Monday, May 19, 2014

A Tale of Two Concerts

It was the best of times, it was the worst of times . . . OK, now that we've gotten the obligatory Dickens reference out of the way, we can go on with our irregularly scheduled blog post.

Saturday night and Sunday afternoon I went to two very different concerts. Saturday night's concert was performed by the Rochester Community Chorus. The concert itself was pretty good and consisted of show tunes done in a cabaret-type setup. We, the audience, were sitting at round tables with snacks in front of us. So it was a little more informal than a typical concert setting. There was even a sing-along right before intermission.

Unfortunately, the lady next to me decided that the rest of the concert should be a sing-along too.

It can be really annoying when the person next to you is singing along. But this lady took it to higher levels of aggravation. For one thing, she sang just occasional snatches. I never knew when she was going to burst into random song. For one piece, she sang only the title, "All I Ask of You." Another song went something like this:
   Chorus: Five hundred, twenty-five thousand . . .
   Lady: . . .six hundred minutes!!
Even this lady's daughter (maybe ten or twelve years old) turned around at one point and said, "Mom, shut UP!"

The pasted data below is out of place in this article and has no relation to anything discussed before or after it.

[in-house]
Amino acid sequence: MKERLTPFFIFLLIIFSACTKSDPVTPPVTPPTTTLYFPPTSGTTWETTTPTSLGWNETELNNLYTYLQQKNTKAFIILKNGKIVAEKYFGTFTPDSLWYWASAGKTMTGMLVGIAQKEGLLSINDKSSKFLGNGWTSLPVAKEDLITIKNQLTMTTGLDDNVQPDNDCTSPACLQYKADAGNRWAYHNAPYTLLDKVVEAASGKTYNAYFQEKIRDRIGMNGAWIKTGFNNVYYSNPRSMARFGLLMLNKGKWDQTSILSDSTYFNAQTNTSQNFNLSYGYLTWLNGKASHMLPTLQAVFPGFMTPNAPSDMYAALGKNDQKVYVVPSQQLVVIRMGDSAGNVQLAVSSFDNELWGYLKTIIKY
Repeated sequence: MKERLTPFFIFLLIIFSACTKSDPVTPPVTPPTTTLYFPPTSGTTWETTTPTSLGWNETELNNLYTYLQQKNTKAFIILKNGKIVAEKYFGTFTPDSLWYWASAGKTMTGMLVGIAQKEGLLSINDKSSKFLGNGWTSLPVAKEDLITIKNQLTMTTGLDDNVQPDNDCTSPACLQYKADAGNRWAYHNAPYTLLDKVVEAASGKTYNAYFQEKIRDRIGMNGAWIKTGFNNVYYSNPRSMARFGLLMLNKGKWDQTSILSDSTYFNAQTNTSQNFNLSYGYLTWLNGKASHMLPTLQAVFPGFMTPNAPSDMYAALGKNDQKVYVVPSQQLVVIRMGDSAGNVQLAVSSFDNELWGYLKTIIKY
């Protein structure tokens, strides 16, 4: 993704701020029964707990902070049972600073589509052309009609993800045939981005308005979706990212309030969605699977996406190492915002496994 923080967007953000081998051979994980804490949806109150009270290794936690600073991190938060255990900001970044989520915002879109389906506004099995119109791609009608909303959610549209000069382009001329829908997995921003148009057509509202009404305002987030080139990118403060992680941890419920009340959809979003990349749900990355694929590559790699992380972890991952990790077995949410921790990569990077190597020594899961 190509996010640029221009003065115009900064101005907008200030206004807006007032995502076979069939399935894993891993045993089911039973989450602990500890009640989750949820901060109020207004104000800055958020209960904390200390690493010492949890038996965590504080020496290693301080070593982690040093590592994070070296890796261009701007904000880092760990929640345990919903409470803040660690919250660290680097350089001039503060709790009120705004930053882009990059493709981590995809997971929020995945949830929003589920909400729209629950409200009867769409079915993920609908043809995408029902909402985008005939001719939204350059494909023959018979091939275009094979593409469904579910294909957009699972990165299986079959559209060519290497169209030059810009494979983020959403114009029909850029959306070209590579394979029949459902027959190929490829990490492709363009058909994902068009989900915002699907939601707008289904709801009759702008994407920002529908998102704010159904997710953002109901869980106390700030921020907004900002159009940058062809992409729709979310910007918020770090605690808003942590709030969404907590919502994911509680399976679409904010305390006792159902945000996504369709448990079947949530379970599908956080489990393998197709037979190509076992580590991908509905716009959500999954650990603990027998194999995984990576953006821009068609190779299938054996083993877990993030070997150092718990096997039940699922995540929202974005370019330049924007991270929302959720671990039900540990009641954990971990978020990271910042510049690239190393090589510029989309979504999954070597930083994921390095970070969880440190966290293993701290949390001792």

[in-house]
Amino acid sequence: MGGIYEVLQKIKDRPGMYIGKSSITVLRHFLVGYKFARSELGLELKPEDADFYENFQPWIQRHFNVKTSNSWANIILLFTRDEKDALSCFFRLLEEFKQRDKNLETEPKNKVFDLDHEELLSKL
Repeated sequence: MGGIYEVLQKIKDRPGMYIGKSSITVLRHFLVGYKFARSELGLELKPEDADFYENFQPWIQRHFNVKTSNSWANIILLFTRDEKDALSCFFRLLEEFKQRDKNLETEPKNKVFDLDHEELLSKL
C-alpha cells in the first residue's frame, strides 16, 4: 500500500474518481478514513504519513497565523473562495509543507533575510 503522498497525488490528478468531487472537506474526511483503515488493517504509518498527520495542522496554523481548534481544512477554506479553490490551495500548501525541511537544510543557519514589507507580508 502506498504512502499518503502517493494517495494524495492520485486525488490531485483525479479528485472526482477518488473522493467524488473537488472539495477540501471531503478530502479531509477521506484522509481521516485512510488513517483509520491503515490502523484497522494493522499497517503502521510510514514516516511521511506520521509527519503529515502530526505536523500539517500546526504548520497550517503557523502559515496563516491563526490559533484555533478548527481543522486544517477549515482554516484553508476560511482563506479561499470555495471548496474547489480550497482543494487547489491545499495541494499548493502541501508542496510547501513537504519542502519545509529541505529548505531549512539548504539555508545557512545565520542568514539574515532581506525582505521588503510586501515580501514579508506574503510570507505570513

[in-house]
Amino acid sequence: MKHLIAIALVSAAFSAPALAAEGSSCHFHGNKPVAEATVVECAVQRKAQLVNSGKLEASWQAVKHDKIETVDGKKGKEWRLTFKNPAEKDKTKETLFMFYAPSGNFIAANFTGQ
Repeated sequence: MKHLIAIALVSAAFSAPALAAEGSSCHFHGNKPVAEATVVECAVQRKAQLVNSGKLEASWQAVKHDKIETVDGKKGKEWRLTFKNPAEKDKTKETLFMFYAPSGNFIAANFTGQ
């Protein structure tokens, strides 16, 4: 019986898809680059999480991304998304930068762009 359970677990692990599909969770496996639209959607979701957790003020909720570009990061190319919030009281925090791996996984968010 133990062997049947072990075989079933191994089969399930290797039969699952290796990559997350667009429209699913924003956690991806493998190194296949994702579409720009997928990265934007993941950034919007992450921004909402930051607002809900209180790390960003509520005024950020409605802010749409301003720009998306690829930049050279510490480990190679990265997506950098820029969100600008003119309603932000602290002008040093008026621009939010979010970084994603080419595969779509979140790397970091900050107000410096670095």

At long last, this lady took out her phone. Normally, I'd be irked at this breach of etiquette as well, but in this case, I was grateful for it. I thought it would at least occupy her enough that she'd shut up. Well, this was when she decided it was time to start whistling. . .

Fast forward to Sunday afternoon. That was when I almost became the annoying lady singing along, this time to the Verdi Requiem. It's my favorite choral piece in the world, so it was worth going to anyway, but I went mainly because a former Rochester College student who has done very well for himself since graduating about ten years ago was the tenor soloist for this fabulous work. He had been very good when he was with us, but I could hardly believe he was the tenor soloist for a work of this caliber in a performance of this caliber. As soon as he opened his mouth, my jaw dropped and pretty much stayed that way the whole time. Of course, that's a great facial position from which to sing, so it worked for me. I thoroughly enjoyed the concert.

I just hope I didn't annoy the people around me too much.

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